As I predicted, Don does indeed work at the same lab as Will, only he has the much-alluded to and elusive Level 4 clearance that Will does not. After having successfully insinuated herself into the lives of Young and Don to the point that she was able to look after their kids while they went on a short weekend vacation- all the better for Liz to go through their stuff and look for something incriminating, though all she ended up finding was a hidden porno- it was time to take things to the next level.

Sadly, this meant doing something that would inevitably cause irreparable damage to her relationship with Young, as Liz calculatedly called Don up when she knew Young would be otherwise occupied and had him pick her up, ostensibly from a date-gone-bad, and then come up to “her” apartment, where she proceeded to drug Don, strip him naked and get him into bed, even going so far as to rub lotion on his private parts so he’d think something had happened.

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After that, Liz herself stripped naked and simply waited, as a horrified Don woke up and saw what he’d supposedly done in his “drunken” stupor. Apologizing profusely, he took off and that was that, as he left a shattered and lonely Liz alone with her thoughts of the horrible thing she’d just done and the sure-to-be-worse consequences of it.

I guess the idea is to blackmail Don into cooperating, but it seems like a faulty plan, as it could well go the other way if Don opts to tell his wife outright. If that happens, it seems to me Liz would have done all this for nothing, as it wouldn’t get her any closer to her goal of getting clearance in the aforementioned lab, but I guess we’ll find out soon enough.

What’s more, the sadder thing is that it’s obvious that Liz genuinely liked Young, and why wouldn’t she? Young sort of brought out the best in Liz, in terms of showing her how to loosen up and have fun and relax for a change. Unfortunately, it also ended up bringing out the worst in Liz as well, as her commitment to the cause, as ever, trumped everything else in her life.

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This was perhaps the first time we’ve ever seen Liz quite so vulnerable and so hesitant to do what was required of her- and be so upset and devastated by the consequences. After an episode in which we saw Liz at arguably her harshest, as she laid mercilessly into poor Paige for her own actions, it was quite a turnaround to see her be both so calculated and so exposed, emotion-wise, in a decidedly different way than in the last episode.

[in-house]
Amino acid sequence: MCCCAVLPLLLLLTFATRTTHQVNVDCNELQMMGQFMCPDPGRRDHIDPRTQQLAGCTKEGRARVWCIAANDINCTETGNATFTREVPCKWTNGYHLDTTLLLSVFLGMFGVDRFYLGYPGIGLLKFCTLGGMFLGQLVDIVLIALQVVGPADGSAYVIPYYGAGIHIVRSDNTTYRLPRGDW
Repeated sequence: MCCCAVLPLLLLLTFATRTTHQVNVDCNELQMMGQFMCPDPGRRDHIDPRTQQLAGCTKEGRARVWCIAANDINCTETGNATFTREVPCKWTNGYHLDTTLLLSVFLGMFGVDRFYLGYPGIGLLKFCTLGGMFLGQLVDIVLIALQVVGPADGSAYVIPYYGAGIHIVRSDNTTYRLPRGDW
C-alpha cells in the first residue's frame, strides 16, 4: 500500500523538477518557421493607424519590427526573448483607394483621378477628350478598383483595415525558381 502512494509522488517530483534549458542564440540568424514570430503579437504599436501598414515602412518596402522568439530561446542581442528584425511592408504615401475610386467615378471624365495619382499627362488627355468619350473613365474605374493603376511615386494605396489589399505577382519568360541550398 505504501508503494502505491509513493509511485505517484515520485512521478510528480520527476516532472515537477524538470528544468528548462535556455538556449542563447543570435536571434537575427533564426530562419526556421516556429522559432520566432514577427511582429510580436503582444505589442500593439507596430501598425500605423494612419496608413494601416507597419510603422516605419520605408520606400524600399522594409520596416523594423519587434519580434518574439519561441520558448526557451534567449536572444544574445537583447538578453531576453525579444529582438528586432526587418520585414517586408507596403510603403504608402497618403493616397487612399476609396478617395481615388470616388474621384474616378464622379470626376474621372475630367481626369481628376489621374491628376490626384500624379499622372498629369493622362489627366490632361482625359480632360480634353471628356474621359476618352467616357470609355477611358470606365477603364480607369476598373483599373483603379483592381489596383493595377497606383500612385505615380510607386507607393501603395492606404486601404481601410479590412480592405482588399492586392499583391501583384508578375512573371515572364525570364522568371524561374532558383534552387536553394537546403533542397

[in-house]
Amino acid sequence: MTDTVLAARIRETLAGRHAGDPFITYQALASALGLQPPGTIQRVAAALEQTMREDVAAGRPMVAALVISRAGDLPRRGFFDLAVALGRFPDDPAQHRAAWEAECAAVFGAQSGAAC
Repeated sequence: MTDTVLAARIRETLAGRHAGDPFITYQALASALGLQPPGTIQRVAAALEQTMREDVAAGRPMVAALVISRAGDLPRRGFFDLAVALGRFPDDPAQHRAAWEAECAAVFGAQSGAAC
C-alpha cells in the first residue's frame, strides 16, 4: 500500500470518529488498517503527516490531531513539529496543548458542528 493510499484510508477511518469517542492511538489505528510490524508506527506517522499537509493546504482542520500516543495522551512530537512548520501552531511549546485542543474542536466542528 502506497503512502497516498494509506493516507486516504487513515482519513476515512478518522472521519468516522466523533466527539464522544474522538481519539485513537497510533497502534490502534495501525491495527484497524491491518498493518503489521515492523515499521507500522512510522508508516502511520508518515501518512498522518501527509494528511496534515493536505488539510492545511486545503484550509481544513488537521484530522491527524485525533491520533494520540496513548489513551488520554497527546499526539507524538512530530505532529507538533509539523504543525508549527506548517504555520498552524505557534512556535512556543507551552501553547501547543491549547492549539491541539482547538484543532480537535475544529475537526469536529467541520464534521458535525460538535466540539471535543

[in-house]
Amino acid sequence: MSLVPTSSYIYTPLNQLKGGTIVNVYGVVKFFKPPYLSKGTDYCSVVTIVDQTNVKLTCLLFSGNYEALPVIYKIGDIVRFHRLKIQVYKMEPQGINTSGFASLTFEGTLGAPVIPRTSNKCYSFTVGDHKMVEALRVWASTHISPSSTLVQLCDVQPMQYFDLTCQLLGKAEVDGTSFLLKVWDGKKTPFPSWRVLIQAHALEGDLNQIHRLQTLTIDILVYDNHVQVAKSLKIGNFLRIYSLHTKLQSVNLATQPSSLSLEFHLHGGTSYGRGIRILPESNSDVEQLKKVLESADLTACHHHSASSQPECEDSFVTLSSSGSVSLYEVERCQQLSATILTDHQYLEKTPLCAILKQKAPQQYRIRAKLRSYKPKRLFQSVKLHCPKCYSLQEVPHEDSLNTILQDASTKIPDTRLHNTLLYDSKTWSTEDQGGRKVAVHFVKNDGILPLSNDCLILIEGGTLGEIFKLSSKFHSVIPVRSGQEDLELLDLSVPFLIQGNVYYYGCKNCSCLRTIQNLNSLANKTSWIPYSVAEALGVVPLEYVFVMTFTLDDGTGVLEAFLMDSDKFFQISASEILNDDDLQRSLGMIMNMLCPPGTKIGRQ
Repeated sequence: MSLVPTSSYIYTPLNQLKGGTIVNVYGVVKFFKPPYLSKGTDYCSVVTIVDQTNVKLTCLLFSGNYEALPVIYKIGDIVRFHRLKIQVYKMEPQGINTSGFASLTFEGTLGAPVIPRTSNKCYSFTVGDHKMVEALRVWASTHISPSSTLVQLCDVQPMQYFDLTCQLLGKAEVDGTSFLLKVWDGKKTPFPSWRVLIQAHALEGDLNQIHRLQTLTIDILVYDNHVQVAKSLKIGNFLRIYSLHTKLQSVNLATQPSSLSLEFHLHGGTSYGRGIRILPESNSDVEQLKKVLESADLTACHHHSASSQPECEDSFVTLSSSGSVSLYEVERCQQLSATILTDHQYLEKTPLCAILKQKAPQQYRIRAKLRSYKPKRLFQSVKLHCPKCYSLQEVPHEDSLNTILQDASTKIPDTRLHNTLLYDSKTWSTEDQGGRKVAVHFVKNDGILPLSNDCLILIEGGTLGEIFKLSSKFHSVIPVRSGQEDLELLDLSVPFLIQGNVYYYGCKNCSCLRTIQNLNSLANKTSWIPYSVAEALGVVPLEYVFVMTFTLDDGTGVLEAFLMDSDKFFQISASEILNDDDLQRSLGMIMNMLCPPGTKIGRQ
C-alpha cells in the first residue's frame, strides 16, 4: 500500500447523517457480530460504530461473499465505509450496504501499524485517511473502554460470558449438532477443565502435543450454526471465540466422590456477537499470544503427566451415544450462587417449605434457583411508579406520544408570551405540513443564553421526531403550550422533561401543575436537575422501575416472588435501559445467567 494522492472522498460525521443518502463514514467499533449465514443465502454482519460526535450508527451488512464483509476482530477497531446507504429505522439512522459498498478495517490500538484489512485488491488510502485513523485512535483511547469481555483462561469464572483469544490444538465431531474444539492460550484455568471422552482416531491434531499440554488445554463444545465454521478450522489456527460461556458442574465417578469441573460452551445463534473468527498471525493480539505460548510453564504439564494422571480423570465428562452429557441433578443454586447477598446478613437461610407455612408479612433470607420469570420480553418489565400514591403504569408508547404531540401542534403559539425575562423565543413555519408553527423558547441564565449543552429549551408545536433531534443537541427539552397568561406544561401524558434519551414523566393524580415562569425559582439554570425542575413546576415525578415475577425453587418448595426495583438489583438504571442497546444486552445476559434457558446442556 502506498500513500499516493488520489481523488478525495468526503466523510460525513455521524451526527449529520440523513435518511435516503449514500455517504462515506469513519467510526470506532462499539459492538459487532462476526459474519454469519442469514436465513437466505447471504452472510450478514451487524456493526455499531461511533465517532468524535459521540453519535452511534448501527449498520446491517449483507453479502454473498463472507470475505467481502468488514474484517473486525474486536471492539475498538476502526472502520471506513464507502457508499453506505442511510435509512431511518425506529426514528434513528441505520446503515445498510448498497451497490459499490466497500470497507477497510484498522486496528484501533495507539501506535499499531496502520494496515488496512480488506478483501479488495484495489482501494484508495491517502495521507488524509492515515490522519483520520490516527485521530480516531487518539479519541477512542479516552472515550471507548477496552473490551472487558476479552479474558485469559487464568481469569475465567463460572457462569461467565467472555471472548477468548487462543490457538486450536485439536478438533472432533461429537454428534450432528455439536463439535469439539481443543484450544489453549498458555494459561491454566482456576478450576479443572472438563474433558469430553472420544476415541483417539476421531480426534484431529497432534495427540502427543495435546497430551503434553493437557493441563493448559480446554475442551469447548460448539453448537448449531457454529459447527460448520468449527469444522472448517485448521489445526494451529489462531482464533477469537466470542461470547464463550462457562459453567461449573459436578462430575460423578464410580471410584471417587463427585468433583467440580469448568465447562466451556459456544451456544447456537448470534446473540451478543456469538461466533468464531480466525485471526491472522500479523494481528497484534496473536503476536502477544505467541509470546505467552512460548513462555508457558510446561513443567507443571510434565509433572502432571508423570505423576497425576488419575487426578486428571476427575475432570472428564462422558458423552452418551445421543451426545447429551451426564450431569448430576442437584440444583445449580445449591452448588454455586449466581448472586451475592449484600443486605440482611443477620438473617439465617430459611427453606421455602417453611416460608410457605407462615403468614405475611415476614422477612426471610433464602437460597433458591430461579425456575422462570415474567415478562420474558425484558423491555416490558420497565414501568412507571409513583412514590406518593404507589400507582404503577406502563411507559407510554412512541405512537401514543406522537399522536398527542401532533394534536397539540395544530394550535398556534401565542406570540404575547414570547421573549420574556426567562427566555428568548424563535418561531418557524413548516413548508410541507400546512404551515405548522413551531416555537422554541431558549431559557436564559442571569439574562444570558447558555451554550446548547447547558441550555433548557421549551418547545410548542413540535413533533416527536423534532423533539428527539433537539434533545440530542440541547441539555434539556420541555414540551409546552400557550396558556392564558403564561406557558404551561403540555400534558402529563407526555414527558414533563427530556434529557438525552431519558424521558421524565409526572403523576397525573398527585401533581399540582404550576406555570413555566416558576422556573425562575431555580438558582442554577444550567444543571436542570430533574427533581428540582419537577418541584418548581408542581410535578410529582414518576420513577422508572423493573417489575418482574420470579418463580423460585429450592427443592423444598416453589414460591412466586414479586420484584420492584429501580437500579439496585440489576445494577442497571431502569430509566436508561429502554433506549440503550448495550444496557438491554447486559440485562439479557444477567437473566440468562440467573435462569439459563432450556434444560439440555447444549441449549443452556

Clearly, this was all meant to be contrasted with Phil’s recent scenario with Martha, who according to this episode, at least, is safe, if not necessarily living happily ever after, in Moscow. Whereas Phil has always been one to wear his heart on his sleeve more, especially in regards to his work, Liz has always played things much closer to the vest, so to see her so rattled in the last few episodes has been somewhat unnerving.

These things Liz and Phil do, they clearly take a toll, and that results in some decidedly unpleasant repercussions, which are likely to get worse before they get better- if they ever do get better. (On the plus side, at least they didn’t have to deal with something like Stanislav Petrov, I guess.)

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“I will miss her,” laments Liz, already referring to her relationship with Young Hee in the past tense even before things go completely south. So will we, I think, as it also means the premature death of “fun” Liz in the process.

Likewise, it also means that it’s almost time for another potentially nerve-racking mission, this one involving breaking into a high-security lab and trying to take a sample of a weaponized Lassa virus, which, according to Will, has the power to “liquefy your organs and make your blood come through your skin.” Eep!

I also liked that near-everyone had a big choice to make in this episode, save maybe Henry, as per usual. In this case. Will’s choice was the decision to come to Phil first with this information, in hopes of his talking him out of it and not telling their superiors about it in the first place, as well as to drop his typically deadpan barbs at Phil: “This might be your best look yet,” he quipped, as Phil looked like a walking “Wanted” poster for the local pedo. (God, I love Dylan Baker!)